The metaverse and the future of Real Estate

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The metaverse and the future of Real Estate

Real Estate is tangible – its shapes our world and the way in which we live. Even when markets crash and the value of real estate plummets, physical bricks and mortar fulfil a purpose.

However, the metaverse is challenging this narrative.

Labelled as the ‘next iteration of social media’, virtual worlds have witnessed a buying frenzy, as major players seek to consolidate land and assets that don’t exist. There are no bricks and mortar, just code, representing 3D spaces in a virtual web of worlds that some, including Facebook, say is the future of the internet.

As a Gen Z, I remember playing games online, the whole purpose of which was to create your own world – games like the Sim City &. Minecraft. But those were an escapism from real life, not an extension of the world we live in.

Clearly the metaverse is morphing into something the commercial real estate industry can no longer ignore. It encompasses everything that exists virtually, from digital art to virtual worlds and real estate parcels that are being snapped are just one type of metaversal investment, often listed as NFTs.

Virtual worlds—The Sandbox, Decentraland, Cryptovoxels, Earth2, Nifty Island, Superworld, Wilder World—each offer different things to users: hyper-realistic graphics, gaming options, communities of specific types of early adopters.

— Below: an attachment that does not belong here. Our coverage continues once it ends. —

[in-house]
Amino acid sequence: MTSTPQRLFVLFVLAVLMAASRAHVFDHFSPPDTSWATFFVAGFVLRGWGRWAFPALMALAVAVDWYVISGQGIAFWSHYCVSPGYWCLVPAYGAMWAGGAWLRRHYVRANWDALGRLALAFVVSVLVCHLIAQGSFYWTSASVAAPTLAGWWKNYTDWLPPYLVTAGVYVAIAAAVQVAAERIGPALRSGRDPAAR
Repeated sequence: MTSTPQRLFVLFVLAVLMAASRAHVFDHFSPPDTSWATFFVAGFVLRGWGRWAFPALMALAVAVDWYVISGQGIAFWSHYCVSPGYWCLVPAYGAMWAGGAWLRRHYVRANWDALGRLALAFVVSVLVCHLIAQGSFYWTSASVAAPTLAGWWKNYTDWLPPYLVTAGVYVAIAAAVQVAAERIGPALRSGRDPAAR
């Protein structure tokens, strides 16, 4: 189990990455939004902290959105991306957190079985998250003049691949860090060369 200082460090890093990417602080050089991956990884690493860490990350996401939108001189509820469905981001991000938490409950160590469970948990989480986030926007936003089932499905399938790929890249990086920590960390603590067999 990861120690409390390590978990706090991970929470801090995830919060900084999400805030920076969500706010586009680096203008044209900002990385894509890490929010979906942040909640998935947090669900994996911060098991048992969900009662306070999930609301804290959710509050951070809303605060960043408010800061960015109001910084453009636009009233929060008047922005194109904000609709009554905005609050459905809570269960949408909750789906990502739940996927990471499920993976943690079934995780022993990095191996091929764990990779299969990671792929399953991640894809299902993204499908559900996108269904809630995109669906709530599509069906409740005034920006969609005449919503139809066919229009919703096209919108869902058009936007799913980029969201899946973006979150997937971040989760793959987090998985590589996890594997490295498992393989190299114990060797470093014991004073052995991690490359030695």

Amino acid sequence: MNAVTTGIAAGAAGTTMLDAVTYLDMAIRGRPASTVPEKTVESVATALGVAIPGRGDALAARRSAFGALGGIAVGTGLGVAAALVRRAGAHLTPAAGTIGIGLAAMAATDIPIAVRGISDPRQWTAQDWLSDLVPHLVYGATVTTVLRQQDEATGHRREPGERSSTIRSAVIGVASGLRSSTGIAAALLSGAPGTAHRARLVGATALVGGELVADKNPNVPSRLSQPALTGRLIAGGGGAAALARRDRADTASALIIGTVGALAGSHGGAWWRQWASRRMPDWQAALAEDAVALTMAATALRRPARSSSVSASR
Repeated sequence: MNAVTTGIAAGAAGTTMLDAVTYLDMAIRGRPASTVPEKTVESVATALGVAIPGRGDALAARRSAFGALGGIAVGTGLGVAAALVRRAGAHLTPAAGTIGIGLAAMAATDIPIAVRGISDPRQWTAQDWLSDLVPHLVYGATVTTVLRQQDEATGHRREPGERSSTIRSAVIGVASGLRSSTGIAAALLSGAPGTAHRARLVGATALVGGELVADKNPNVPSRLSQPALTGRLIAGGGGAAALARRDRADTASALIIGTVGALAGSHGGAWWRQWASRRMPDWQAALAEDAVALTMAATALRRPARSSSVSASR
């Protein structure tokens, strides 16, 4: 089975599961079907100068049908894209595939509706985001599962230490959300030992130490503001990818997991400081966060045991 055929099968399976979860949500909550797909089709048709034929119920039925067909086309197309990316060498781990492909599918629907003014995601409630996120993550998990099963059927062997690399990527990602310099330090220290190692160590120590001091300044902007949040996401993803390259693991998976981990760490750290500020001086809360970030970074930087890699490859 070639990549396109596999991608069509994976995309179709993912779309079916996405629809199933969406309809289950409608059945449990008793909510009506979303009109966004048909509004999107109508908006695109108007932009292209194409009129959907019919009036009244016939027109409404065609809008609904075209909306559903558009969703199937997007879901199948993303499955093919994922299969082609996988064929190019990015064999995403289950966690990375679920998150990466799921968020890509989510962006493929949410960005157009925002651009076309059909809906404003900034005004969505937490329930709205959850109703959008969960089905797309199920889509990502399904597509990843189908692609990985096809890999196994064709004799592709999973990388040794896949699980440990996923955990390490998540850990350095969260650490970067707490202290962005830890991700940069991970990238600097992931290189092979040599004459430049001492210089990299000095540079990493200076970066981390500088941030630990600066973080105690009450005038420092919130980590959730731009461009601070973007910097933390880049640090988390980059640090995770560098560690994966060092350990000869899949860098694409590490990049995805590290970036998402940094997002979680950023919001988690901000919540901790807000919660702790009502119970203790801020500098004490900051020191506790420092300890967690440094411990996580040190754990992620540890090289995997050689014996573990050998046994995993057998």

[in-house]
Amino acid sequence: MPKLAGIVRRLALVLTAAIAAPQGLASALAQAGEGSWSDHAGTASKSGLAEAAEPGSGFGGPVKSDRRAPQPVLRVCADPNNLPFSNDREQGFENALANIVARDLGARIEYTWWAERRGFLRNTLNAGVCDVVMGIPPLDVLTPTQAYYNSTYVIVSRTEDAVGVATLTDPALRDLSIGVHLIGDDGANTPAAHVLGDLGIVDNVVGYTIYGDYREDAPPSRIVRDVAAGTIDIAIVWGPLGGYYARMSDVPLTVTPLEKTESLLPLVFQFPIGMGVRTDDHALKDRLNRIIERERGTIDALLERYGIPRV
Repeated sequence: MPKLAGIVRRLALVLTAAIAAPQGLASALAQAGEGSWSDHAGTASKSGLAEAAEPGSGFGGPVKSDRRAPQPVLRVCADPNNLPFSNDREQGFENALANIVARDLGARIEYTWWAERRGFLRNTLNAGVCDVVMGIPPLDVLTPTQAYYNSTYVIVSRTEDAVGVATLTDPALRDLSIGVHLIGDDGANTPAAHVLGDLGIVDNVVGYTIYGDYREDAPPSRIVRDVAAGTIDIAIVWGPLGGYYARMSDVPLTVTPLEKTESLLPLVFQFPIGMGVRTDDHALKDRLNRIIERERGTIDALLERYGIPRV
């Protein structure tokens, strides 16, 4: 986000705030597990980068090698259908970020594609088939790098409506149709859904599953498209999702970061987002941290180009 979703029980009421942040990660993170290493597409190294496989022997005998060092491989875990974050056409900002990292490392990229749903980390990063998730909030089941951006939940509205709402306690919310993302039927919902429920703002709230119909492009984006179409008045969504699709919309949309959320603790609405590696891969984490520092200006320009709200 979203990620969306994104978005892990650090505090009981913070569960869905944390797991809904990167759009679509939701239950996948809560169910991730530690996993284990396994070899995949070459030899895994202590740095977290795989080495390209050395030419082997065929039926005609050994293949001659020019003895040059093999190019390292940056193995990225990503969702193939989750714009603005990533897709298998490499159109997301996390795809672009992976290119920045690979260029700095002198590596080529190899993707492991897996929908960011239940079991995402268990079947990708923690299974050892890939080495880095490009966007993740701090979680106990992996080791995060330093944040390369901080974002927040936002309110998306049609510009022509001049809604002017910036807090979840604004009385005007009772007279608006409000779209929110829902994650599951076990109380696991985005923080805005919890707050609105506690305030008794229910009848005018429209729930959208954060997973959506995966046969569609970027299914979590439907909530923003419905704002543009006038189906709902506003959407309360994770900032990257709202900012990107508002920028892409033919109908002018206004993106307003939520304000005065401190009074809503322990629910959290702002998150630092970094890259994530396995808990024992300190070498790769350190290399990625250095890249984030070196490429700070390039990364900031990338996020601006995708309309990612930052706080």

In these virtual worlds, a retailer taking a lease is buying advertising, which is pretty much the purpose of physical shop on the high street. It’s a big billboard that we can enter, have a little browse around, maybe try out a few things, and then probably buy whatever we were looking at on our phone.

If we really think about it, isn’t the creation of a metaverse just where capitalism and consumerism goes next?

Clearly, some businesses have come to this conclusion, and have started to invest serious cash. Toronto-based company Tokens.com, has dropped £1.84m on a patch of virtual land in Decentraland – a metaverse based around crypto with its own currency.

Just over £6.1m was spent on “land” in Decentraland in the past week and over the past four years, sales have totalled more than £120m. Meanwhile, in The Sandbox, £260m has changed hands – that’s the same value as 57,000 acres of real prime arable land.

Andrew Kiguel the Canadian founder and chief executive of crypto and NFT investor Tokens.com, commented that real estate in the metaverse “is going to be a multi-trillion-dollar industry.”

However, investment isn’t without risk – it’s highly speculative, blockchain-based, and as we know, crypto is highly volatile. Ultimately, you’re still buying something that isn’t tied to reality.

Although the rapid emergence of real estate land rush is fascinating and one that the industry should keep a close eye on, in the real world our industry still has a vast amount of responsibility which cannot be ignored. Even by immersing ourselves in a world of avatars, blockchain and code we cannot escape our shared responsibility of building back a better world post-pandemic. And this is where our focus should remain.

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